August 10, 2020 | Blog, Enhanced Living and PC, Independent Living, Lifestyle, Long-Term Care, Memory Support
Normal Life Interrupted
As spring 2020 approached, most of us were expecting things to go a certain way. Residents from all over the Wesbury Community were looking forward to more outings after the winter kept us mostly indoors. Wesbury staff was planning their spring and summer vacations. The Wesbury travelers were getting ready to take an epic trip to Italy. Wesbury Life Enrichment was planning its Volunteer Appreciation Luncheon, and The Wesbury Foundation was preparing for its annual Sunset Auxiliary Key Person Luncheon. By mid-March, everything changed, and all of those things were either put on hold or cancelled.
It was Friday, March 13th when Wesbury restricted all visitations to Cribbs Residential Center and Grace Rehabilitation and Health Center to protect residents and staff from the extremely contagious coronavirus (COVID-19). The restrictions included visitations from residents living on the Wesbury campus at Thoburn Village. No one could gather for activities, go on group outings, or meet with their loved ones. Immediately, we had to look for different ways to do the things we would typically be doing.
Keeping families and their loved ones in communication was paramount. Family members want to see for themselves that their loved ones are safe and doing well, so we started planning for ways to make that happen. Wesbury’s Information Technology Department set up iPads for activities staff to make appointments and assist residents with Skype and FaceTime visits. Next, a protocol was created to allow for “Window Visit” appointments where family members could go to a designated window and visit by using a phone while seeing each other through a glass partition. We were able to do this until the PA Stay at Home Order did not allow for the visits, but opened them back up as soon as the order was lifted for Crawford County.
We began using Wesbury’s Channel 900, our in-house cable channel, to do programming like daily exercise, weekly devotions, and live virtual activities. Through the distribution of our Campus Connections newsletter, we provided residents of Cribbs and Thoburn Village with Bingo cards so we could play “Credit Bingo.” As activities staff pulled bingo numbers live on 900, residents could call in with their wins and ultimately build up credits for prizes at the end of the month.
Grace Rehabilitation and Health Center’s Life Enrichment took to social media in creative ways that were recognized throughout our local media. They put up posts on Wesbury’s Facebook page of residents holding a whiteboard and sharing humorous messages that went viral. Some of the photos had residents saying they wanted to trade snacks for toilet paper or to send more wine, while others had heartwarming messages of being okay and missing their family. The first posts were shared more than 30,000 times and reached more than two million people worldwide. We received messages of “thanks for brightening our day” and “we want to connect with you” from as far away as Australia and Tunisia.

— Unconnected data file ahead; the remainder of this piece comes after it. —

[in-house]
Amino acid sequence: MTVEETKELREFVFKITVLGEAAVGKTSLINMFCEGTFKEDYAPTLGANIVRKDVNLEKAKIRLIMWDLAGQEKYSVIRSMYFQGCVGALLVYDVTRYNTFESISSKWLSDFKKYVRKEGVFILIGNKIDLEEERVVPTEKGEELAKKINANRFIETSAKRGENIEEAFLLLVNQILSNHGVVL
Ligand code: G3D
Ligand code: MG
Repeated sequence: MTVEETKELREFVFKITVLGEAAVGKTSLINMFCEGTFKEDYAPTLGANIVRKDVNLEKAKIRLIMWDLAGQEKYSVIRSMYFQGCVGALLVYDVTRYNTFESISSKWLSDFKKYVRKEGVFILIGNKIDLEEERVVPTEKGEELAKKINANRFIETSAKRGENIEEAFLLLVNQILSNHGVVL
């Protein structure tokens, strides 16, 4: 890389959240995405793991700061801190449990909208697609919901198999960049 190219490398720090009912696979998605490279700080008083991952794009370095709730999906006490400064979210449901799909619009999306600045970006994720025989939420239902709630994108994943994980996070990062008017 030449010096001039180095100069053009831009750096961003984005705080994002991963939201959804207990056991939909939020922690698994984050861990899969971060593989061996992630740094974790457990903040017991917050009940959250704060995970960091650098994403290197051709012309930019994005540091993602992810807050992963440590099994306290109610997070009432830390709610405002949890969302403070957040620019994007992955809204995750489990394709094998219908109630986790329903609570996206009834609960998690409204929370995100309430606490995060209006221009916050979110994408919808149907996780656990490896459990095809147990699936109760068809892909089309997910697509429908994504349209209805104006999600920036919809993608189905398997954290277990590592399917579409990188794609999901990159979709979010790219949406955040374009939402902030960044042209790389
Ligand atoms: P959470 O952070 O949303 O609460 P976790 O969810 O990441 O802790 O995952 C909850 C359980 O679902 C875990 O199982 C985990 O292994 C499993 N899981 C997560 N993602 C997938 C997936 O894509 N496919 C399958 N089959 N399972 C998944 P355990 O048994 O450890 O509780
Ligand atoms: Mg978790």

Grace resident Dolores Reichel’s talents for being a quilter and seamstress are well-known at Wesbury. Her whiteboard photo featured Dolores asking if Joann Fabrics delivered. Her message was received by Lori Campbell-Lewis of Clarksville, Tennessee, who saw the post saying it “tugged at her heart.” Lori sent Dolores a care package of fabrics she bought at a Joann. Dolores promptly made masks to send back to Tennessee.
For residents of Thoburn Village, things were much different. They live independently and are a social group who like to get together for pot lucks and games at the Clubhouse, which has been closed since this all began. For them, it was easy to suddenly feel isolated, but their area Good Neighbors tried to alleviate those feelings as much as possible by making calls to check on their neighbors to offer help or just chat. At one point, residents came out of their villas and apartments to find little garden gnomes on their patios, mysteriously placed overnight by someone just saying we are thinking about you. The residents found this gesture to be so cute; it was shared with the Meadville Tribune, who reported it as some good news during the coronavirus pandemic. Thanks to the new dog park and some better weather, residents have been able to meet up outside while socially distancing themselves.
For staff, it was different, and many had to step outside their regular work duties. Transportation, Pharmacy, and Help at Home staff were now screening and taking temperatures of employees coming to work every day. Marketing and Dietary helped to make sure Cribbs residents were six feet apart, got on the elevator, and cleaned all the railing and chairs as residents made their way outside for a walk and some fresh air. Staff from the Foundation and Beauty Shop helped out by cleaning the common areas of Grace Rehabilitation and Health Center, and many employees from across the spectrum volunteered to be trained to help with feeding residents at Grace who could not feed themselves.